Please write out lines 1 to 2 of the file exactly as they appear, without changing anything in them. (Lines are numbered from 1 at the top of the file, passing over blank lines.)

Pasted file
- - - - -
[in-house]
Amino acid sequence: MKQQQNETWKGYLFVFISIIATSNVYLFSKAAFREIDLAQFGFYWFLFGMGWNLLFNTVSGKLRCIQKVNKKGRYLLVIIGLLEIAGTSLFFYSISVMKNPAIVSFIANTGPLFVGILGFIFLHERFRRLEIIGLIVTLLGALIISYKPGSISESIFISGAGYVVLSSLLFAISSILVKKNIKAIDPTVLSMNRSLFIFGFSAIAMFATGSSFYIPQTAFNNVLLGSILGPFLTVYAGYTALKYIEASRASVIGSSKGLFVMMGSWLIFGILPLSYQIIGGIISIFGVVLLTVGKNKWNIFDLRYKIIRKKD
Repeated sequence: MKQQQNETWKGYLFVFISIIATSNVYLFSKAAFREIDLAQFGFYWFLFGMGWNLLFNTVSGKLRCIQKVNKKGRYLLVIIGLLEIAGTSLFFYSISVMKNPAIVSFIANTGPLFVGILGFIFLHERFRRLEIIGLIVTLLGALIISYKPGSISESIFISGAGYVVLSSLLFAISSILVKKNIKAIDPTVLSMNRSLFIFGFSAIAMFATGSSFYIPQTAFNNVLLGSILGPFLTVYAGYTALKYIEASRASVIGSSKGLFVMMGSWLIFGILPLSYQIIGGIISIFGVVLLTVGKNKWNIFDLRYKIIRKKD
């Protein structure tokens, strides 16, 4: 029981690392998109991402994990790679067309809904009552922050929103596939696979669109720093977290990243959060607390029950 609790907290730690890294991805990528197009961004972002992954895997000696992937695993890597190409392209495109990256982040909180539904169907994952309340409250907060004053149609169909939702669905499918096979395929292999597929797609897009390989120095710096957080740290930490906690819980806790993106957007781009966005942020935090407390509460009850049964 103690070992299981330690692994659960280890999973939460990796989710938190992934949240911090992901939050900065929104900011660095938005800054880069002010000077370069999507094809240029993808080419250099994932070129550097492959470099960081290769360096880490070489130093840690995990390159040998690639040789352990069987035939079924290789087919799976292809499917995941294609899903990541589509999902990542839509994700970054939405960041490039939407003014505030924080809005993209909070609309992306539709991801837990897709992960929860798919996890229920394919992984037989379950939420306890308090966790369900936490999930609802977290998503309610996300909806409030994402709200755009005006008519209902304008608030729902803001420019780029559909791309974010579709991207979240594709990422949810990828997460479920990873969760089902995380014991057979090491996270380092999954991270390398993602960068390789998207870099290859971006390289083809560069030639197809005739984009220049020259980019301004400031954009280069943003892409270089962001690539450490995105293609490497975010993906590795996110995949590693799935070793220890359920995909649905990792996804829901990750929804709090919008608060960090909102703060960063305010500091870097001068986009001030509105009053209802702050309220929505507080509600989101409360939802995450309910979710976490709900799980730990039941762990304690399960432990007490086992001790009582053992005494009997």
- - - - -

[in-house]
Amino acid sequence: MKQQQNETWKGYLFVFISIIATSNVYLFSKAAFREIDLAQFGFYWFLFGMGWNLLFNTVSGKLRCIQKVNKKGRYLLVIIGLLEIAGTSLFFYSISVMKNPAIVSFIANTGPLFVGILGFIFLHERFRRLEIIGLIVTLLGALIISYKPGSISESIFISGAGYVVLSSLLFAISSILVKKNIKAIDPTVLSMNRSLFIFGFSAIAMFATGSSFYIPQTAFNNVLLGSILGPFLTVYAGYTALKYIEASRASVIGSSKGLFVMMGSWLIFGILPLSYQIIGGIISIFGVVLLTVGKNKWNIFDLRYKIIRKKD